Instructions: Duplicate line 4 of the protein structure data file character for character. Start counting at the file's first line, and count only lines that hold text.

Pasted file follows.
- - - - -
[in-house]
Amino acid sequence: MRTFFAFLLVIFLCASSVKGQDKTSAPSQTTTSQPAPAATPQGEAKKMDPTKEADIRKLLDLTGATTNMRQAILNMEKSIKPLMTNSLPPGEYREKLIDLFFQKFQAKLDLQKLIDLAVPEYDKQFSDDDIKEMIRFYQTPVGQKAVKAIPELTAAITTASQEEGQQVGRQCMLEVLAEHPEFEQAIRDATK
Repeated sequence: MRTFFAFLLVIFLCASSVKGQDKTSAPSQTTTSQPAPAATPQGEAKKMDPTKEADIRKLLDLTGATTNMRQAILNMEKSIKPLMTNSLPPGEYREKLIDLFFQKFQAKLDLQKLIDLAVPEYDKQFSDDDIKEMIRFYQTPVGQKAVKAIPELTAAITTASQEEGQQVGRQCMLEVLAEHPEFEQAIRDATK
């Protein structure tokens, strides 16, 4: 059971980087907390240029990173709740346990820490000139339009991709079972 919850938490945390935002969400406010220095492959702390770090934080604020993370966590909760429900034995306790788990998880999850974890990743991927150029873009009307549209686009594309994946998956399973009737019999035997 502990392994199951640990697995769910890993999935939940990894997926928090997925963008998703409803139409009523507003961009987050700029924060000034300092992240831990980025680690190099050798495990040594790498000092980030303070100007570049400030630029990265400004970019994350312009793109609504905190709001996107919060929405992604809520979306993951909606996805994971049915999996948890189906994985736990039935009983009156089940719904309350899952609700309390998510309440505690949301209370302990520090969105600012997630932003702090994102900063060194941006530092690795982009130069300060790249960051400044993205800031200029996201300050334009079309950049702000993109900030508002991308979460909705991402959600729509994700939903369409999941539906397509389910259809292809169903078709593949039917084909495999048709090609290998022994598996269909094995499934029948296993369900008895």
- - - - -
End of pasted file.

């Protein structure tokens, strides 16, 4: 059971980087907390240029990173709740346990820490000139339009991709079972 919850938490945390935002969400406010220095492959702390770090934080604020993370966590909760429900034995306790788990998880999850974890990743991927150029873009009307549209686009594309994946998956399973009737019999035997 502990392994199951640990697995769910890993999935939940990894997926928090997925963008998703409803139409009523507003961009987050700029924060000034300092992240831990980025680690190099050798495990040594790498000092980030303070100007570049400030630029990265400004970019994350312009793109609504905190709001996107919060929405992604809520979306993951909606996805994971049915999996948890189906994985736990039935009983009156089940719904309350899952609700309390998510309440505690949301209370302990520090969105600012997630932003702090994102900063060194941006530092690795982009130069300060790249960051400044993205800031200029996201300050334009079309950049702000993109900030508002991308979460909705991402959600729509994700939903369409999941539906397509389910259809292809169903078709593949039917084909495999048709090609290998022994598996269909094995499934029948296993369900008895």